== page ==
Women's preference for female colonoscopists hinders colon cancer screening

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In a study conducted by researchers at the Division of Gastroenterology, University of Michigan, Ann Arbor, and published in the current (August) issue of Gastrointestinal Endoscopy (GIE) by the American Society for Gastrointestinal Endoscopy (ASGE), 43% of the women who were asked their preference of a male or female endoscopist said female, while only 1.4% said male and the rest had no preference.

When asked questions to further gauge how strongly those who preferred a woman physician felt, 87% of this group said they would be willing to wait 30 days for a female endoscopist and 14% would be willing to pay more (up to $200) to have the procedure done by a female endoscopist. Five percent stated that they would not undergo a colonoscopy unless they were guaranteed it was performed by a female endoscopist.

The research results were collected through a self-administered questionnaire given to 202 women who were awaiting primary care appointments at four outpatient facilities at the University of Michigan Health System in Ann Arbor. The female respondents were 40-70 years old, 85% Caucasian, 70% married, 99% high school graduates, 49% held college or advanced degrees, 57% were employed, 21% retired, and over half had a gross annual household income of greater than $60,000.

Having a female primary care physician (PCP) was a positive independent predictor for preferring a female endoscopist. Of the women who preferred a female endoscopist, 69% had a female PCP, 27% had a male PCP and 4% did not respond to the question.

According to Stacy Menees, MD, lead author of the study, the research shows that the primary reason listed for a female gender preference was that it would make the procedure less embarrassing (75%). Fifty percent also felt that the same gender was more empathetic, while 36% listed women as "better listeners" as a reason and 20% marked "technically better" as a reason to prefer a female physician to administer the colon cancer screening test.

While this study corroborates earlier studies in other specialties that women prefer female physicians, this is the first study to demonstrate female endoscopist preference among women in the primary care setting, as opposed to female patients awaiting endoscopy procedures, said Dr. Grace Elta of the study team.

"This study has important implications for future prevention and educational programs for colorectal cancer," the research team stated in the report. "Programs targeting the female population should consider concordant gender preference for an endoscopist as a barrier to screening. A choice in gender of the endoscopist may help to increase adherence to colonoscopy among women."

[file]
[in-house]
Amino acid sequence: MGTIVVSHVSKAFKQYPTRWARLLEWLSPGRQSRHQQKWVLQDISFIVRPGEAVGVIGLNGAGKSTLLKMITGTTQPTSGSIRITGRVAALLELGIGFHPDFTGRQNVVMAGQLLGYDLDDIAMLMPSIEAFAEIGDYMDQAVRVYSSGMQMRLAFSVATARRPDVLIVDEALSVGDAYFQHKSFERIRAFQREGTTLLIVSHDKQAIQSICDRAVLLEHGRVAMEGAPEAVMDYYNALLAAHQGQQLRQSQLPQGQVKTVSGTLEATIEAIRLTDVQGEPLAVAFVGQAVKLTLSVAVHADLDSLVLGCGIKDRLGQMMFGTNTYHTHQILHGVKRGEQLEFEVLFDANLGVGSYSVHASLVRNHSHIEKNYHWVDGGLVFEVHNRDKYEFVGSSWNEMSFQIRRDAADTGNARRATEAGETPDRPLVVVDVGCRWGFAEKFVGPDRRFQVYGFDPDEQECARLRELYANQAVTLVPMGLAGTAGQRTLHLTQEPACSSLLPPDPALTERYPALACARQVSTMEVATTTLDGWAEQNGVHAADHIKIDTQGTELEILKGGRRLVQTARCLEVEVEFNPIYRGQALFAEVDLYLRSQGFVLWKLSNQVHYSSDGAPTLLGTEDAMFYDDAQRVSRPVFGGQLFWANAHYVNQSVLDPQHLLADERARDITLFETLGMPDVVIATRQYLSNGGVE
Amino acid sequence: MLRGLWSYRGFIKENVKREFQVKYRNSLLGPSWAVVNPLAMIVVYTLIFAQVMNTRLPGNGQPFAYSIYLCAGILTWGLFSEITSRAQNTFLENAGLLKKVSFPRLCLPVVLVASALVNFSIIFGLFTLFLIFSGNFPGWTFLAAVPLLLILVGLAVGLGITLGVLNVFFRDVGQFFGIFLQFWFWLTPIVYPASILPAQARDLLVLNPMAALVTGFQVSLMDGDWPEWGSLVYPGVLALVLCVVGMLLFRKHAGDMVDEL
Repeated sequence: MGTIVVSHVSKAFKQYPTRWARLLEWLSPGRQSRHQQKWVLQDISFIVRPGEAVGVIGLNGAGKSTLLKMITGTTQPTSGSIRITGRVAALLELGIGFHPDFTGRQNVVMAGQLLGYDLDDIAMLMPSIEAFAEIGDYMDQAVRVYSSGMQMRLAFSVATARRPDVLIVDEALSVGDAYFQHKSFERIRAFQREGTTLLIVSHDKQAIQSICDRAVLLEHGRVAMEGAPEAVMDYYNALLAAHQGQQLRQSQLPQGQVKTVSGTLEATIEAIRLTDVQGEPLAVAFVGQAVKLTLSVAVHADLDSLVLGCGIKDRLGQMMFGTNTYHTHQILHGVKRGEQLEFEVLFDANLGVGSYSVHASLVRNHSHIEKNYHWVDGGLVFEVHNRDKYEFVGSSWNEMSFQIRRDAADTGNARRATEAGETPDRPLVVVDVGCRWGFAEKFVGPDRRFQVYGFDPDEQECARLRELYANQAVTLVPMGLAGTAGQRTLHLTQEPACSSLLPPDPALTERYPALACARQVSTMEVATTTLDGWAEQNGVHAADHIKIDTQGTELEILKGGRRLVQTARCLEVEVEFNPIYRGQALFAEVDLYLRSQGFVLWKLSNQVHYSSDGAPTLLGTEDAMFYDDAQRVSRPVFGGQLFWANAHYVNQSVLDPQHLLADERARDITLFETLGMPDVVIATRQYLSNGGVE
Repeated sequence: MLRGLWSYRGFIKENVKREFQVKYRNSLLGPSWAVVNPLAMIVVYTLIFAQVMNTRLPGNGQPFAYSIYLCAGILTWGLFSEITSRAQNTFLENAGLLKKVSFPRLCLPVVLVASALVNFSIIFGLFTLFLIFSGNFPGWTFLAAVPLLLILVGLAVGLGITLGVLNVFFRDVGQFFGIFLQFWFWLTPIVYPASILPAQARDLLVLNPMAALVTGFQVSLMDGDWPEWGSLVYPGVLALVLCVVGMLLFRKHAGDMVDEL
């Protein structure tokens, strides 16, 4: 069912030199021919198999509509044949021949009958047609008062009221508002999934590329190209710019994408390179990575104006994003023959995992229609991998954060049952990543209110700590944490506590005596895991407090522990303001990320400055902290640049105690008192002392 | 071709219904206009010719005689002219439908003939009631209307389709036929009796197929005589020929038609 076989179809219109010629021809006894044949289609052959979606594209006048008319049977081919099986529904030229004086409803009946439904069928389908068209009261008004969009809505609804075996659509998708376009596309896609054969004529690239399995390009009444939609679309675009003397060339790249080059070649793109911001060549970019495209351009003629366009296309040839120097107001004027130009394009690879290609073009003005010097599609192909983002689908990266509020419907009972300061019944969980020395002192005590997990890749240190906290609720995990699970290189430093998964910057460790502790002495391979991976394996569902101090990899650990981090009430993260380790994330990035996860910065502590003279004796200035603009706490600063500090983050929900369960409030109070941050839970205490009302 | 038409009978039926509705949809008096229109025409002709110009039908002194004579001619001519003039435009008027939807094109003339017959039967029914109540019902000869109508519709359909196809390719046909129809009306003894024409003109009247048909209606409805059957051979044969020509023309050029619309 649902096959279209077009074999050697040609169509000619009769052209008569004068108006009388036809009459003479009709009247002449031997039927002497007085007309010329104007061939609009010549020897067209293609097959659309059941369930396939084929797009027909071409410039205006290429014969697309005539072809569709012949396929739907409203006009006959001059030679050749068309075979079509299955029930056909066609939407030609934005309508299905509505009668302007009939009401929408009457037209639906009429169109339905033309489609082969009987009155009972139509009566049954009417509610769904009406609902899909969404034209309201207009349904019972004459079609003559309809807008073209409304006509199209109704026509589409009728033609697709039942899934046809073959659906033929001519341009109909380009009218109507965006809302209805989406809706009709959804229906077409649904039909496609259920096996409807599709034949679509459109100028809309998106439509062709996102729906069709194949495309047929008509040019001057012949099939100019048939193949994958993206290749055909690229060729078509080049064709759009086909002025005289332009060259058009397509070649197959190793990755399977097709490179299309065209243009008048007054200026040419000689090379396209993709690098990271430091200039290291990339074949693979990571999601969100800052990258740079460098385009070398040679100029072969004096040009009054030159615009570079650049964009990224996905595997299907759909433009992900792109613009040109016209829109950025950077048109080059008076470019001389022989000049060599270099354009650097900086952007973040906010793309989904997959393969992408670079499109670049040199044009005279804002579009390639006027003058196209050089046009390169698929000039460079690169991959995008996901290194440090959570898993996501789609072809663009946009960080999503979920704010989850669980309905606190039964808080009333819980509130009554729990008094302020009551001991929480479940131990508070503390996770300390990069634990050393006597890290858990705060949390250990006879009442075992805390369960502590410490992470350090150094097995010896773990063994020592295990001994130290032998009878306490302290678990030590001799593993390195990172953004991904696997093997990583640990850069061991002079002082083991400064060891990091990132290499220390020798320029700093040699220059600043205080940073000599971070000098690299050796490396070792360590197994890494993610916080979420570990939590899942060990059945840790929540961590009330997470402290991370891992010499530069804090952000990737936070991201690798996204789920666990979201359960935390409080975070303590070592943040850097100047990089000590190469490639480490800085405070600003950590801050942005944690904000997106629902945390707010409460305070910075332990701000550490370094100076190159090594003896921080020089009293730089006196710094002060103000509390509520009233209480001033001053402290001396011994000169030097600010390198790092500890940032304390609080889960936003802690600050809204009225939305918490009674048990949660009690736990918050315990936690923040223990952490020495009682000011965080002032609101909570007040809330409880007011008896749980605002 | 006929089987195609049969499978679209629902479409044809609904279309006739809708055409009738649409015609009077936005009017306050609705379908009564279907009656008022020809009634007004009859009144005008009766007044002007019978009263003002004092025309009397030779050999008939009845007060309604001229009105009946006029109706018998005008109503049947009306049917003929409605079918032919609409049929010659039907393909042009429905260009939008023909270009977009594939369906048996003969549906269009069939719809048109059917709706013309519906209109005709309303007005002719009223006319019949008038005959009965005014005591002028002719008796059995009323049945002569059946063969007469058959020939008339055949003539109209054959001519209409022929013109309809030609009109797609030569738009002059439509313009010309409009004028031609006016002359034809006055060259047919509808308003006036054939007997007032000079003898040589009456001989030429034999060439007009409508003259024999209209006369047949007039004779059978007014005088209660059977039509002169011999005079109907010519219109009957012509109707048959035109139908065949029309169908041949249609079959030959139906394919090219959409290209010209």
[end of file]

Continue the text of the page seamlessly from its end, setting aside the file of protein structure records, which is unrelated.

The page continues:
"The number of women enrolled in medical schools and residency programs in the U.S. has risen dramatically over the past several decades, with women making up more than 50% of enrolled medical students and 25% of practicing physicians," the report says.

However, the current number of female physicians practicing gastroenterology only represents approximately 8% of the total, based on membership in the ASGE. In addition, females only occupy 16% of the GI fellowship positions today, so it will present a dilemma for some time to those women who prefer having a female physician to conduct their cancer screening tests.

"Colon cancer has an equal incidence between men and women," stated Blair Lewis, MD, Clinical Professor of Medicine, The Mount Sinai Medical Center, New York, and an ASGE spokesperson. He explained that the total number of new colon cancer cases, according to the American Cancer Society's Annual Report, is 145,290, of which 73,470 (50%) are women. The total colon cancer deaths are 56,290, of which 27,750 (49%) are women. For breast cancer, new cases in women are 211,240 and annual deaths are 40,410 (19%).

"So while breast cancer is more than twice as prevalent, a higher percentage of women die of colon cancer each year," Dr. Lewis stated. "That is why colon cancer screening is so important for both men and women over 50 years old." Currently, only 43.4% of the population has had a lower gastrointestinal endoscopy within the last 10 years, according to The Behavioral Risk Factor Surveillance System (BRFSS).

Colorectal cancer is the third most commonly diagnosed cancer in men and women and the second leading cause of cancer-related deaths in the United States and Western Europe. "Early detection of colon cancer and, more importantly, the identification and removal of polyps that ultimately could become cancers can decrease the mortality for this disease," stated Dr. Elta.

In addition to Drs. Menees and Elta, other research team members included John Inadomi, MD, Sheryl Korsnes, MA, and Joseph W.C. Leung, MD.

The American Society for Gastrointestinal Endoscopy (ASGE), founded in 1941, is the preeminent professional organization dedicated to advancing the practice of Endoscopy. ASGE, with more than 8,000 physician members worldwide, promotes the highest standards for endoscopic training and practice, fosters endoscopic research, recognizes distinguished contributions to Endoscopy, and is the foremost resource for endoscopic education.

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